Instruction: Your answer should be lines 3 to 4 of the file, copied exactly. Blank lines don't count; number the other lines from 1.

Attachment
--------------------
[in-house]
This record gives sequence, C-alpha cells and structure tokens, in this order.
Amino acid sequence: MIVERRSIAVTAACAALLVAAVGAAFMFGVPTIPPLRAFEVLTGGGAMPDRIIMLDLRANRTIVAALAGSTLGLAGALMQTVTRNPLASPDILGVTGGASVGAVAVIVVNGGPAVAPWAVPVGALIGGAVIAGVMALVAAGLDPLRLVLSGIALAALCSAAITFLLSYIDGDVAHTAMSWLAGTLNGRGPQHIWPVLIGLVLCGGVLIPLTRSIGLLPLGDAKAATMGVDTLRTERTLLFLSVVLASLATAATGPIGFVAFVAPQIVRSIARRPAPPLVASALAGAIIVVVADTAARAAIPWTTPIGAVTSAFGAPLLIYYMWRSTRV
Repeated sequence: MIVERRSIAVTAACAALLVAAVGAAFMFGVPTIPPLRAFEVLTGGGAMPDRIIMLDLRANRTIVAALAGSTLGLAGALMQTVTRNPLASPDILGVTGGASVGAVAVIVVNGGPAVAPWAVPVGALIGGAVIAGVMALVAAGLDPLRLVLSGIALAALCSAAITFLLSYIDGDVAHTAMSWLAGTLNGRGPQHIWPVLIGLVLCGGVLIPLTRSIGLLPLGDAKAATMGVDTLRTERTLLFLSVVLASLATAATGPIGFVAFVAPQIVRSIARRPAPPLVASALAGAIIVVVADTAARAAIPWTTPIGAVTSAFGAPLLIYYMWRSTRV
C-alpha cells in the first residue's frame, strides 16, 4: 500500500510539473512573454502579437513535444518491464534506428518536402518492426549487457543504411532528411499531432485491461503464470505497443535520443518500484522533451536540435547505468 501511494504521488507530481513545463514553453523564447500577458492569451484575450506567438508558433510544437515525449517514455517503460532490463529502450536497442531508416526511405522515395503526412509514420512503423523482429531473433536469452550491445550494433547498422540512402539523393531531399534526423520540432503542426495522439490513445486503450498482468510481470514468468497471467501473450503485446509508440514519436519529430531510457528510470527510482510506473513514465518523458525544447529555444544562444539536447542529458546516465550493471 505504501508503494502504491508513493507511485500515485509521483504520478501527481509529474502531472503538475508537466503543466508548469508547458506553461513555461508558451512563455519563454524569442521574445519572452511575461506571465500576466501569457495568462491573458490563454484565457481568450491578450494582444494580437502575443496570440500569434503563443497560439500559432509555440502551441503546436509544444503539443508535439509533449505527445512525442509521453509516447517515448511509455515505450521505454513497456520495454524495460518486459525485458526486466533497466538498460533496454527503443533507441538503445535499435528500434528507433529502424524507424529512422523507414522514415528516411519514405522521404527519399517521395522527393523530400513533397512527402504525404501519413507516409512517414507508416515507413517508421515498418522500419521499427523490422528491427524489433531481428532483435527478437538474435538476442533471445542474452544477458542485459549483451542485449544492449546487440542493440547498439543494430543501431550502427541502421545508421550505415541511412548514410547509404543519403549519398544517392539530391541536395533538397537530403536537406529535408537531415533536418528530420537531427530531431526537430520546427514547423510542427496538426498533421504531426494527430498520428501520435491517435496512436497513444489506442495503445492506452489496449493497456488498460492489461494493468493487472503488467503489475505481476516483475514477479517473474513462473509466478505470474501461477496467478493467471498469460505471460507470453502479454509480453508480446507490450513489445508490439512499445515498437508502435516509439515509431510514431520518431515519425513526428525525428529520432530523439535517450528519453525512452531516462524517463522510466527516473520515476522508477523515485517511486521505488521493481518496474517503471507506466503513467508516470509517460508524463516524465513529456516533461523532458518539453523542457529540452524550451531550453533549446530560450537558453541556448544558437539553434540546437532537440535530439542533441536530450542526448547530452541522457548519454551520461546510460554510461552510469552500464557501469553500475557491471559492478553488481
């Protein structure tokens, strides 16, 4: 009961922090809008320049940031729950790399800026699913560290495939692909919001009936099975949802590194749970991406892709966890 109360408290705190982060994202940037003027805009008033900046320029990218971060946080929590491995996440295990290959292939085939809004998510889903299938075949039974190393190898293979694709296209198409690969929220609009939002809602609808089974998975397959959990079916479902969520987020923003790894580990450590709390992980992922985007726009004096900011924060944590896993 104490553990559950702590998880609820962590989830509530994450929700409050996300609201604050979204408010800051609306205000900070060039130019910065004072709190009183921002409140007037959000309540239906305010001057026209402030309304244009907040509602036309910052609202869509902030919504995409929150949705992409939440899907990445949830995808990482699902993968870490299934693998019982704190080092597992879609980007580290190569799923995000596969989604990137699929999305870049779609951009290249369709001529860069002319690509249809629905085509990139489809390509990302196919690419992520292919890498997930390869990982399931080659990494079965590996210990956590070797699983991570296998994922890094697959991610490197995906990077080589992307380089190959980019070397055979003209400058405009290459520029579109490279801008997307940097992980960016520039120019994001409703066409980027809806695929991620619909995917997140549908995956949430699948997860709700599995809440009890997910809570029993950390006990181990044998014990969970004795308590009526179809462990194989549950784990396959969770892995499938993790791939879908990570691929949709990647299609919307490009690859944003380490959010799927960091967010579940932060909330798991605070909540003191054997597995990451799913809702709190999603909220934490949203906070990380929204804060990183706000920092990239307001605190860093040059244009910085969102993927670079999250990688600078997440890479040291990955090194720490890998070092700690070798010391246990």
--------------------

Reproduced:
Amino acid sequence: MIVERRSIAVTAACAALLVAAVGAAFMFGVPTIPPLRAFEVLTGGGAMPDRIIMLDLRANRTIVAALAGSTLGLAGALMQTVTRNPLASPDILGVTGGASVGAVAVIVVNGGPAVAPWAVPVGALIGGAVIAGVMALVAAGLDPLRLVLSGIALAALCSAAITFLLSYIDGDVAHTAMSWLAGTLNGRGPQHIWPVLIGLVLCGGVLIPLTRSIGLLPLGDAKAATMGVDTLRTERTLLFLSVVLASLATAATGPIGFVAFVAPQIVRSIARRPAPPLVASALAGAIIVVVADTAARAAIPWTTPIGAVTSAFGAPLLIYYMWRSTRV
Repeated sequence: MIVERRSIAVTAACAALLVAAVGAAFMFGVPTIPPLRAFEVLTGGGAMPDRIIMLDLRANRTIVAALAGSTLGLAGALMQTVTRNPLASPDILGVTGGASVGAVAVIVVNGGPAVAPWAVPVGALIGGAVIAGVMALVAAGLDPLRLVLSGIALAALCSAAITFLLSYIDGDVAHTAMSWLAGTLNGRGPQHIWPVLIGLVLCGGVLIPLTRSIGLLPLGDAKAATMGVDTLRTERTLLFLSVVLASLATAATGPIGFVAFVAPQIVRSIARRPAPPLVASALAGAIIVVVADTAARAAIPWTTPIGAVTSAFGAPLLIYYMWRSTRV